The teacher tries to break in. “Students, this is a lesson about privilege. And your job, as students receiving an education, is to be aware of your privilege, and to advocate for others who are less fortunate.”

F blows the whistle again. “I vote we put the recycling bin in the back of the room. All in favor?” E shouts “Right on!” But C and D just look confused.

“This is a classroom, you moron, not a presidential election,” says A.

But C’s eyes light up. “Let’s put it in the exact middle.”

“Right next to you, of course,” A remarks. “As if.”

“Why do you care?” asks C. “It’s no farther away from you than it is now. You have the same chance of success.”

“Because it’s not FAIR to ME,” says A, with an eyeroll. B snickers and nods.

The teacher scolds A and B, saying, “Remember your privilege, and to advocate for those more fortunate.”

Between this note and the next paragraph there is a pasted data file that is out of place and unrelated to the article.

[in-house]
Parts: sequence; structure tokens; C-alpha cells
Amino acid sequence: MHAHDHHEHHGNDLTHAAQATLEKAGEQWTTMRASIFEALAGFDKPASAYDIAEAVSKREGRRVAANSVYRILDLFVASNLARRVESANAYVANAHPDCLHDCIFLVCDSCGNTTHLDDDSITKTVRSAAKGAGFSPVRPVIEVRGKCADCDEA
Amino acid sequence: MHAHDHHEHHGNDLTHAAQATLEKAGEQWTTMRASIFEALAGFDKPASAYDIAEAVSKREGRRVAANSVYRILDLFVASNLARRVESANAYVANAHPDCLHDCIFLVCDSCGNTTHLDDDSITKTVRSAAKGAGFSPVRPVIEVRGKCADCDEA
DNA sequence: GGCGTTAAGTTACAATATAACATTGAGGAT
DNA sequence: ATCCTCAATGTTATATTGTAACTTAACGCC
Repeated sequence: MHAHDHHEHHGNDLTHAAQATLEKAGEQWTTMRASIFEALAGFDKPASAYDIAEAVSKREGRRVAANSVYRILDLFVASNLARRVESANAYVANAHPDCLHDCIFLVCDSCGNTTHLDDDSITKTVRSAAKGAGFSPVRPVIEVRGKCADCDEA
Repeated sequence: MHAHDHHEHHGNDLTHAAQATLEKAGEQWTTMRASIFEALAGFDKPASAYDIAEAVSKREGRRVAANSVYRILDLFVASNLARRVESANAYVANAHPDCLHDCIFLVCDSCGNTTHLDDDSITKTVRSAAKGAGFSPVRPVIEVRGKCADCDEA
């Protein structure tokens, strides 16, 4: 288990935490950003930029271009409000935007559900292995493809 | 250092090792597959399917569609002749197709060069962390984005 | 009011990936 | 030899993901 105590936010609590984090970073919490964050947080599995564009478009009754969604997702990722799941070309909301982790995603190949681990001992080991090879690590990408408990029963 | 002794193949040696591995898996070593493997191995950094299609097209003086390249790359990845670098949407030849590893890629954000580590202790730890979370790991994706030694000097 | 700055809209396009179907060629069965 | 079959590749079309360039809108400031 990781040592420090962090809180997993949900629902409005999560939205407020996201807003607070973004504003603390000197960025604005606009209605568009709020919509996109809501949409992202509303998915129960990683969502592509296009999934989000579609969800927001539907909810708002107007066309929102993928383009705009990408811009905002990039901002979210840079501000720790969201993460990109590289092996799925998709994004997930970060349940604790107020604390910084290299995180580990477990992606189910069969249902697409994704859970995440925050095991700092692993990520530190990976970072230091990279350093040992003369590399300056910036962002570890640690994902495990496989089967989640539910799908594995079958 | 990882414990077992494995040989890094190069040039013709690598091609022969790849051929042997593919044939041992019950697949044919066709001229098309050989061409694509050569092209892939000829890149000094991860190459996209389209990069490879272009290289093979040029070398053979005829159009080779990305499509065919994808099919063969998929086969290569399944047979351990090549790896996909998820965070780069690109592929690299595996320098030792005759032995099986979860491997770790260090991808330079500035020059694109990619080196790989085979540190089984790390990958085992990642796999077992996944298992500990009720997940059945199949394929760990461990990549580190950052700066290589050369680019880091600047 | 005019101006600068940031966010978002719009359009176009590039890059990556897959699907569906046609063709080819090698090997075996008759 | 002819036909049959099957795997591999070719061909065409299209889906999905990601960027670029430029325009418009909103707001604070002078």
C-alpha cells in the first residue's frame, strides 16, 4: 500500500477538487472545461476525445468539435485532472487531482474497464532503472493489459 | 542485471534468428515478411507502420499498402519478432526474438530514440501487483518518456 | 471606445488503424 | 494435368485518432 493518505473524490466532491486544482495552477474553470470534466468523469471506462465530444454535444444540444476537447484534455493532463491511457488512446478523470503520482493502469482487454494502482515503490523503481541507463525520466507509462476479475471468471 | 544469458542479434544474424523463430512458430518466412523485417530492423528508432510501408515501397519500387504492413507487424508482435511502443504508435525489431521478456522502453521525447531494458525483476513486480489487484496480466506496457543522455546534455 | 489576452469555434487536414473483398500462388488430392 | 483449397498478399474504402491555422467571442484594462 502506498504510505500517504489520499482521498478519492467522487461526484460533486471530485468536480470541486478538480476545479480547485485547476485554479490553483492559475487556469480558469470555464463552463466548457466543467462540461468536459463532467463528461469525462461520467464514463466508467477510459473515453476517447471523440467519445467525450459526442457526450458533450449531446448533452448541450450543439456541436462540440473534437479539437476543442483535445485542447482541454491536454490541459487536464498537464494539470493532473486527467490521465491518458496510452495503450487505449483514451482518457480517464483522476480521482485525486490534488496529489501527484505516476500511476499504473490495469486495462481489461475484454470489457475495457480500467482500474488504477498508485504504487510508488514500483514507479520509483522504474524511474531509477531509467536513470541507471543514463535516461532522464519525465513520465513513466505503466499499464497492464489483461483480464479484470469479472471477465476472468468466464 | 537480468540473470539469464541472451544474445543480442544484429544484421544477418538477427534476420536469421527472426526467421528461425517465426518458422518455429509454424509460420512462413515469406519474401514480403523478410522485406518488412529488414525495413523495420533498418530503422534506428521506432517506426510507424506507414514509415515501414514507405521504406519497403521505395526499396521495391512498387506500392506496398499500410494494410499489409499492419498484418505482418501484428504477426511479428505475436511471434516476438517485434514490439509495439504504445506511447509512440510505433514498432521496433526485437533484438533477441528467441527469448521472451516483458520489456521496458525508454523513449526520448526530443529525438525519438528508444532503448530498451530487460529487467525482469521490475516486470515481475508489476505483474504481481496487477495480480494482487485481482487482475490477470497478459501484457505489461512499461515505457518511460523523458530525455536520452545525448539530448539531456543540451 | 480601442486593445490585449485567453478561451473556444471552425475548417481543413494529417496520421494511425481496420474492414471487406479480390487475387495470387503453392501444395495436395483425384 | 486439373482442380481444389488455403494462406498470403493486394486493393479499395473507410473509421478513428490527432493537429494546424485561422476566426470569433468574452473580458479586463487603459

B looks a little abashed. “How about we give them more practice time?”

“Wait, I know!” says E. “We could move the chairs into a circle.”

“Sorry, but no,” says the teacher. “Moving furniture is not allowed for this exercise.”

All eyes turn to the teacher.

“Why?” asks E.

“Because I’m in charge, and I say so.”

“Now, that’s privilege,” says D.

“Well . . . no. . . ” says E, thinking hard. “Not privilege. Power. The power to impart privilege to some and not to others.”

The teacher makes eye contact with A and B and rolls his eyes conspiratorially. “That’s enough for today, students.”

F blows the whistle again. “All in favor of moving the chairs?”

The vote is not even close. The teacher vetoes, and A and B refuse to participate in the vote on the grounds that voting in a classroom is ridiculous. But the second and third rows are unanimous.  Chairs are moved. The game is played. Everybody wins.